The fashion sector has been one of the hardest hit by the global coronavirus pandemic, from manufacturing being disrupted during the outbreak in China, to the drop in local store traffic following the Government’s official advice to stay at home.
“Our industry is in a dire state,” Leila Naja Hibri, CEO of the Australian Fashion Council, told Inside Retail.
“During a crisis like this, the last thing people are thinking about is clothes shopping. They’re focused on the necessities. And the emotional toll is not conducive to clothes shopping.”
Many fashion brands are experiencing a 60-80 per cent sales decline, according to Naja Hibri, and some have even experienced negative sales due to returns.
“Wholesale orders from local retailers have been completely cancelled or postponed for months,” she said. “We’re talking [about] the big guys here.”
Given the severity of the crisis, especially the rising death toll, it can seem insensitive to look for a silver lining.
“The pain is real,” Naja Hibri said. “But the pain is there anyway, we can’t help that.”
If fashion businesses are being forced to reinvent themselves overnight, why not focus on emerging from the crisis in a more sustainable format?
“I actually really believe this is a great opportunity to change the industry into something way better,” she said. “I think we all know there are a lot of things in our industry that need to be changed.”
Naja Hibri is encouraging businesses in every part of the fashion industry, from textile manufacturing to retail stores, to participate in a survey, so the AFC can lobby the Government for more targeted support.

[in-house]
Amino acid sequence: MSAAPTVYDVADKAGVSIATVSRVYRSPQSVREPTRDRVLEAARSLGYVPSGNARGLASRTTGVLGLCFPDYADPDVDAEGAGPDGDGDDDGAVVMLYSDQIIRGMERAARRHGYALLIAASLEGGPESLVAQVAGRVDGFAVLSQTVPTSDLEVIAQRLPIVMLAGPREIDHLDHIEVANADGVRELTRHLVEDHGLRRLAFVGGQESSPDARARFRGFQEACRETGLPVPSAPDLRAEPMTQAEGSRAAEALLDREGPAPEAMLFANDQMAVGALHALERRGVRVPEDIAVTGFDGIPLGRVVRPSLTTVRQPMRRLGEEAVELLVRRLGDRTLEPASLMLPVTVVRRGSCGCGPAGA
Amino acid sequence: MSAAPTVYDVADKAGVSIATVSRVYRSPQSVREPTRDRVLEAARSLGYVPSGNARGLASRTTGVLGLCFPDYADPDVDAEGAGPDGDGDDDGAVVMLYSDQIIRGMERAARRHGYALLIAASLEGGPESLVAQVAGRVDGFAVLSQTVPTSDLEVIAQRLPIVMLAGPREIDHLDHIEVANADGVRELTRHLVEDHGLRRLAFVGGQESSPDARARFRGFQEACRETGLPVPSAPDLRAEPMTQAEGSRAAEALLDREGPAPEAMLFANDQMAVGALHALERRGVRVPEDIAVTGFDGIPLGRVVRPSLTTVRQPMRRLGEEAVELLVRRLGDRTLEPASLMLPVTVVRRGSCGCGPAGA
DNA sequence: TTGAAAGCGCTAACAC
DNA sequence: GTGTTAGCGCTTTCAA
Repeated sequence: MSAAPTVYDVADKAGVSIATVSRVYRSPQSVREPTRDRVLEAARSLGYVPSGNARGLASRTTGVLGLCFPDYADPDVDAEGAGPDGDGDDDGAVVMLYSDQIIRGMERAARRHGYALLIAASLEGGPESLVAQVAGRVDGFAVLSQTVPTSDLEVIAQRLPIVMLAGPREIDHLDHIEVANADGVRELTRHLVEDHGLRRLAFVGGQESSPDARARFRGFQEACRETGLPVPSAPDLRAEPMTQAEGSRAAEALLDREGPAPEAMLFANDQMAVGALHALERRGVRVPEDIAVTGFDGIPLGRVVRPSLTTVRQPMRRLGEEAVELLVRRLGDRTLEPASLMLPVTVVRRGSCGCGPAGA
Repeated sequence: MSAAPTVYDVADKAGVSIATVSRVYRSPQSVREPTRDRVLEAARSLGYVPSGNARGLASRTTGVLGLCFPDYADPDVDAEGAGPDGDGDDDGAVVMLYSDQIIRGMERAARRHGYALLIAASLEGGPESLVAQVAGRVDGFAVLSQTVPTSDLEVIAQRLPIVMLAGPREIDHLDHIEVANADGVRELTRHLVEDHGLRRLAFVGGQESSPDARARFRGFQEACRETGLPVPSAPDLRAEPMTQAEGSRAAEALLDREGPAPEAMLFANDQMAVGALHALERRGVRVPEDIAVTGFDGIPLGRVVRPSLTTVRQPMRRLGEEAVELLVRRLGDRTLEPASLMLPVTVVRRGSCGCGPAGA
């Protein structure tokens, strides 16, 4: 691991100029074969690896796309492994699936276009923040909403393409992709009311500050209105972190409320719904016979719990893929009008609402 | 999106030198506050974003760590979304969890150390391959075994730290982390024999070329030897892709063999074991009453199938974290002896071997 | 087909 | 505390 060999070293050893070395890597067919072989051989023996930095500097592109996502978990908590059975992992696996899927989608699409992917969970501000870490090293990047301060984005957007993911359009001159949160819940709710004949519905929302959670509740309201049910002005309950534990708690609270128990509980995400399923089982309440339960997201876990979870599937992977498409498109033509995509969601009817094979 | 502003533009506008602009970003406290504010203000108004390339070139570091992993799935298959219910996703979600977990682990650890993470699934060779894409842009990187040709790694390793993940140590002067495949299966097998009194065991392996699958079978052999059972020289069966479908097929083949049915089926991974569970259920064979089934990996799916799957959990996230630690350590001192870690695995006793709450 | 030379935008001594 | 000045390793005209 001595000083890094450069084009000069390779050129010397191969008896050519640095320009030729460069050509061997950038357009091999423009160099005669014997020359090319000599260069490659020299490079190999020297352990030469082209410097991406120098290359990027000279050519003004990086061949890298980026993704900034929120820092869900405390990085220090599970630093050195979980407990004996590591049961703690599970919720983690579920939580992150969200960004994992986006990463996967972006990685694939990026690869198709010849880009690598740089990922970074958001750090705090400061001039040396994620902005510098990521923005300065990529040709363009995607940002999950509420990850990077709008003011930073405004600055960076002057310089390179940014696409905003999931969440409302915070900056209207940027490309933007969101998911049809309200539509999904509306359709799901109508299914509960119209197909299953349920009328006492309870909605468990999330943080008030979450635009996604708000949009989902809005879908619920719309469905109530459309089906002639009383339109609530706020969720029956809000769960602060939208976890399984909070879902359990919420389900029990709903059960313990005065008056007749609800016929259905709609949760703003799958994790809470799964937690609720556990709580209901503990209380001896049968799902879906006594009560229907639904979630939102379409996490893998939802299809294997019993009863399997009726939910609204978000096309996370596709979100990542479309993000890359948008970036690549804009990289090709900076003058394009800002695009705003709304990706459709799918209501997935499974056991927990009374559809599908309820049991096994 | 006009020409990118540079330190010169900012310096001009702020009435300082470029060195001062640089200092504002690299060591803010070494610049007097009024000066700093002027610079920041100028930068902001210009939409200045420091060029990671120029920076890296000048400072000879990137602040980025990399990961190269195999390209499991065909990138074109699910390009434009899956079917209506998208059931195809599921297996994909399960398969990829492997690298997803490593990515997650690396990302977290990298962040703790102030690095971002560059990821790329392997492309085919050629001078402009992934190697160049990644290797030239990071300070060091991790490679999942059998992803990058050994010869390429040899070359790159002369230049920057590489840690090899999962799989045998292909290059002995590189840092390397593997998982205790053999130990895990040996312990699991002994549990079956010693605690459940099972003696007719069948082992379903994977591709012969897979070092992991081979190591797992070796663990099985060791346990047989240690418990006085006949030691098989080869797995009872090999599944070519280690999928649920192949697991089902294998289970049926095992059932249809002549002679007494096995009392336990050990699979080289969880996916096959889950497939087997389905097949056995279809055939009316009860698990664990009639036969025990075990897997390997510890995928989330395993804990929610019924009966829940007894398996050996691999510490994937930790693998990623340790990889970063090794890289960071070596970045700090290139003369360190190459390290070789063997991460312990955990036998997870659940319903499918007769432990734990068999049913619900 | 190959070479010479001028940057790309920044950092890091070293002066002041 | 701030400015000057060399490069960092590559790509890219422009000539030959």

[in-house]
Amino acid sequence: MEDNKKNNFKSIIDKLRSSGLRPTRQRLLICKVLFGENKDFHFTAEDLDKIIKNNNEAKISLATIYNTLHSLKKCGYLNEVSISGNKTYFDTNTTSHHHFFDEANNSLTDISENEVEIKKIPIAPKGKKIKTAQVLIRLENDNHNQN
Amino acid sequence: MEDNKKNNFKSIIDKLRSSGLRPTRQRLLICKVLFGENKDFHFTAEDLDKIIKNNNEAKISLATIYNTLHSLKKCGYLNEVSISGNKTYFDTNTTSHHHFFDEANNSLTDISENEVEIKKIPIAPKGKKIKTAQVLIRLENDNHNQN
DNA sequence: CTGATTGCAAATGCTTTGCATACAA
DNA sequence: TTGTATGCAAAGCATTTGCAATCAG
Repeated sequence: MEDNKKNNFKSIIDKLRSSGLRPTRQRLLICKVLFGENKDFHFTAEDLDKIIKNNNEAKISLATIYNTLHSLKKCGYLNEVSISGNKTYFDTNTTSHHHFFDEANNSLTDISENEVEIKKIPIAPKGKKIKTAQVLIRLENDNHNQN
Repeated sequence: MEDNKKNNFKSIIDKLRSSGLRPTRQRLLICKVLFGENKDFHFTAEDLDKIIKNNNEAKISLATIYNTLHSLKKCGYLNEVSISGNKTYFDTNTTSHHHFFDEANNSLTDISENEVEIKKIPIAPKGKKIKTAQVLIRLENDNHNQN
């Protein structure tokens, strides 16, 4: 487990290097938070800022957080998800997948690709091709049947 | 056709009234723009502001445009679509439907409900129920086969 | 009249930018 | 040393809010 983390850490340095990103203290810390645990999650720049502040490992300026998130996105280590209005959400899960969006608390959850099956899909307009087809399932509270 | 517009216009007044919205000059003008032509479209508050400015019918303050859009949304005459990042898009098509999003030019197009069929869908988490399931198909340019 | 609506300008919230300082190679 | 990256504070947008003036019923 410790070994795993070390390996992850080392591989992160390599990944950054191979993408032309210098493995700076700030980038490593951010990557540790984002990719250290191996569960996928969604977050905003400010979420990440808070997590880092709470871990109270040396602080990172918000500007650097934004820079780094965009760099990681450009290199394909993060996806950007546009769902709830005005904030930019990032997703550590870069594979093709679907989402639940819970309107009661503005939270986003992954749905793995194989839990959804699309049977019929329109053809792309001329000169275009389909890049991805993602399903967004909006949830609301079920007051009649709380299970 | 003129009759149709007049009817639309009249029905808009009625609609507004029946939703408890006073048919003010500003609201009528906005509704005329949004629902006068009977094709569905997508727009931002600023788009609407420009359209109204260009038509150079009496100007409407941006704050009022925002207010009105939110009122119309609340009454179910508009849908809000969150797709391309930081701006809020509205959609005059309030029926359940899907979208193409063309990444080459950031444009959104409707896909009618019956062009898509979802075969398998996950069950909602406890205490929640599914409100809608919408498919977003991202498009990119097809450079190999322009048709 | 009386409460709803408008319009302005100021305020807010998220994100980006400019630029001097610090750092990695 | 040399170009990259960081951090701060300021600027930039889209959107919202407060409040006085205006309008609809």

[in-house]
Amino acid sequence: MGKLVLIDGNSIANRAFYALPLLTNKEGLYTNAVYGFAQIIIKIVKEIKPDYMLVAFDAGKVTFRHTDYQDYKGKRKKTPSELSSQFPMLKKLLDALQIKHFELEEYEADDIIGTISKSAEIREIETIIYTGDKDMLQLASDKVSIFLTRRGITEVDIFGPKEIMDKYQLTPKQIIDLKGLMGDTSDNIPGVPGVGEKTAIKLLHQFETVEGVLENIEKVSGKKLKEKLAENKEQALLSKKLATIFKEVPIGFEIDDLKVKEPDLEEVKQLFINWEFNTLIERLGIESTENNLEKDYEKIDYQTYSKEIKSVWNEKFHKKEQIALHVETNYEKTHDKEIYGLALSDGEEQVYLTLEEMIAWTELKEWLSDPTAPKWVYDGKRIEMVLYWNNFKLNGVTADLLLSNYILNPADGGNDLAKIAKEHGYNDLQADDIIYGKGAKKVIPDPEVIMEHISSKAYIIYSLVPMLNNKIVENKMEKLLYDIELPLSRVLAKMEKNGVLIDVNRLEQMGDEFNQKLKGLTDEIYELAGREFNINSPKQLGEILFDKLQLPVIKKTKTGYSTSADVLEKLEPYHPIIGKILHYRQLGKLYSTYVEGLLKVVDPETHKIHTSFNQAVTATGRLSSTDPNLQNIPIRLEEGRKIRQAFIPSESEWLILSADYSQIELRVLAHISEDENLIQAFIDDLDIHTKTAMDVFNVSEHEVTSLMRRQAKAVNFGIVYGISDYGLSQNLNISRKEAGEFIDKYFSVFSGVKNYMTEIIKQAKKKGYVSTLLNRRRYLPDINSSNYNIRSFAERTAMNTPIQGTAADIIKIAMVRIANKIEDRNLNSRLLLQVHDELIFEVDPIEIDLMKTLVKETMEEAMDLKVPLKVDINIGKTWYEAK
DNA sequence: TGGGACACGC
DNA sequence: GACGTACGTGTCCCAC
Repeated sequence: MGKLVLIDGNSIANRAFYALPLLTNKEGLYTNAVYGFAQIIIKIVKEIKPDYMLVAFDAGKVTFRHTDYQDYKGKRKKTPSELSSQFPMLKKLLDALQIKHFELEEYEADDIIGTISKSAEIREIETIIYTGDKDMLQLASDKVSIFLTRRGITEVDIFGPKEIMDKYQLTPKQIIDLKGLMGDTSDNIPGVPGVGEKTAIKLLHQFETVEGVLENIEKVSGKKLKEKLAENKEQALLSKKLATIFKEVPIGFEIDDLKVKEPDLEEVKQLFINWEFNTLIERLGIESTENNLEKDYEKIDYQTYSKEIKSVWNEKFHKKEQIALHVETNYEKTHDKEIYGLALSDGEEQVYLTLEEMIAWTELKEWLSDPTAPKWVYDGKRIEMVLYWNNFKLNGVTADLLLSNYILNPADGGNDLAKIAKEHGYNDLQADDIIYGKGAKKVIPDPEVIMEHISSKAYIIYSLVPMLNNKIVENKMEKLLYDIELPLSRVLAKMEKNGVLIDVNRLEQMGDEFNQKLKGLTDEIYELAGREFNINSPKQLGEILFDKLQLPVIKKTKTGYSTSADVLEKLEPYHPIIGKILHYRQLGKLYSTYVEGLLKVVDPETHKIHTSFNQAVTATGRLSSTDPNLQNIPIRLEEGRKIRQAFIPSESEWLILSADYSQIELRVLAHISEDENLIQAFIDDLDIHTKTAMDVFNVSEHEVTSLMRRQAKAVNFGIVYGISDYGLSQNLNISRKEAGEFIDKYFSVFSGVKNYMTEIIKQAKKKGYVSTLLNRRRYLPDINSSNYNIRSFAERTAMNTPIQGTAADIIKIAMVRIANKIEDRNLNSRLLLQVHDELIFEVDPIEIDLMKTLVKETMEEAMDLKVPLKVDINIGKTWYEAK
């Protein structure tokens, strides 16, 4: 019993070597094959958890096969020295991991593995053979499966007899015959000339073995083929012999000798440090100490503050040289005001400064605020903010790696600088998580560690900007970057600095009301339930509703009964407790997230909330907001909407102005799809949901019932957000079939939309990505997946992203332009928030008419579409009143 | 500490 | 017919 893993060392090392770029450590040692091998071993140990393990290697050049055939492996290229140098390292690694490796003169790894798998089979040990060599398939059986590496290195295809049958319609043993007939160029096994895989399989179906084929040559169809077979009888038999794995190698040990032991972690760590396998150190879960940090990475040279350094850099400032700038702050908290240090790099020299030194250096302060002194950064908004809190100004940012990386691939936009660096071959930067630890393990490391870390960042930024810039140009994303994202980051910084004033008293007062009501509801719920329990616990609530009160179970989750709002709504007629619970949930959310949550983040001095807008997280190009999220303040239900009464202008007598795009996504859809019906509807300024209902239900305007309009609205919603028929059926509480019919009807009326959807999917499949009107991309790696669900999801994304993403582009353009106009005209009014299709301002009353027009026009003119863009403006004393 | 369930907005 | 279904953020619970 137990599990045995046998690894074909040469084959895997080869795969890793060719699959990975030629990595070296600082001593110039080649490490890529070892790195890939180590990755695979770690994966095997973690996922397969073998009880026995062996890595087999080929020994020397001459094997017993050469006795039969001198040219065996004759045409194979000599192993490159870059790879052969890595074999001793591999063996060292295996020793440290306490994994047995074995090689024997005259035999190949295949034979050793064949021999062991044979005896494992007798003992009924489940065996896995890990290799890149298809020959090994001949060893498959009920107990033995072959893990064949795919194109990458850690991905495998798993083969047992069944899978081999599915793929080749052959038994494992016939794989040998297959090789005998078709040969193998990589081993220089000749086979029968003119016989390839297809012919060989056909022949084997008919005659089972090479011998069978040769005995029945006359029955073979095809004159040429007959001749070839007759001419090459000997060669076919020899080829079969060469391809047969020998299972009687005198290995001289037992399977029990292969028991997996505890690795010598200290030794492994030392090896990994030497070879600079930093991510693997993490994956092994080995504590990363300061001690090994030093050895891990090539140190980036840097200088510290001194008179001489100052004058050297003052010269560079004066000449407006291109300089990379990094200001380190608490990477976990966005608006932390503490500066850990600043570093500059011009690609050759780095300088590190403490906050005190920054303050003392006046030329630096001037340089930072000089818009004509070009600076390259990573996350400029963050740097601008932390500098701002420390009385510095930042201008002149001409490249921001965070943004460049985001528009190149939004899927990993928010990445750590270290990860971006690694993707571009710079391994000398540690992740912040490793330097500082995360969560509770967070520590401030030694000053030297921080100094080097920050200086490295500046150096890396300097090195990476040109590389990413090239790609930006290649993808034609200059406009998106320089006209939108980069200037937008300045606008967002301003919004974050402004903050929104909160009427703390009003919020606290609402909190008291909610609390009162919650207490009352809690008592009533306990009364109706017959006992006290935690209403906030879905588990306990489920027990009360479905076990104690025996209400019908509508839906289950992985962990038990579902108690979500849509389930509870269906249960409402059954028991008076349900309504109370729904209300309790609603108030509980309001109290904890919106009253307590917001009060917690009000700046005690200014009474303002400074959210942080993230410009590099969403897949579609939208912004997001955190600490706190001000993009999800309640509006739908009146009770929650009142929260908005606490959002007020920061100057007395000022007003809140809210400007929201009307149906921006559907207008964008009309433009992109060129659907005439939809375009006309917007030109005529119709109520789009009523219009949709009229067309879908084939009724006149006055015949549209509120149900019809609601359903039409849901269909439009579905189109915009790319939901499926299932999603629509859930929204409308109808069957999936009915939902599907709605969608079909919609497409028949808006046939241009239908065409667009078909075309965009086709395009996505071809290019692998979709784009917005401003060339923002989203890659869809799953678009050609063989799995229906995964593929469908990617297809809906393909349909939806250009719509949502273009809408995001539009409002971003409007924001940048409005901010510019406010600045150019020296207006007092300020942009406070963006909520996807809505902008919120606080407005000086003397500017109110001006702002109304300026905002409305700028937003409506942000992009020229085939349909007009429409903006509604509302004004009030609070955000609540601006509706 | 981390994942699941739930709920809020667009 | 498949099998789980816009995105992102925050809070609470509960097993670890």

The AFC also plans to use the results to direct its activities over the coming months. The organisation has already kicked off a webinar series and organised a marketing campaign to promote Australian brands.
“I think it’s so important for us to be able to talk to the market and say you’re not alone,” Naja Hibri said. “There are a lot of people in your position.”
Here are Naja Hibri’s top tips for surviving COVID-19:
1. Forget business as usual: “You can’t think of the bottom line or profit margin right now. It’s time to completely scrap your plans and start again. I’m not saying the same amount of revenue will be generated. We need to change expectations in terms of margins and sales.”
2. Consider the customer’s state of mind: “The most important thing is what you do with current stock, what sort of marketing you do. If you’re still sending normal emails, that’s not going to work. There’s a way of adapting to what’s going on.”
3. Rethink the supply chain: “It’s really important to pause and think about the supply chain, merchandising and planning, and the size of your next collection. Does it need to be that big? Can you make a capsule collection? It shouldn’t be anything too flashy or extravagant.”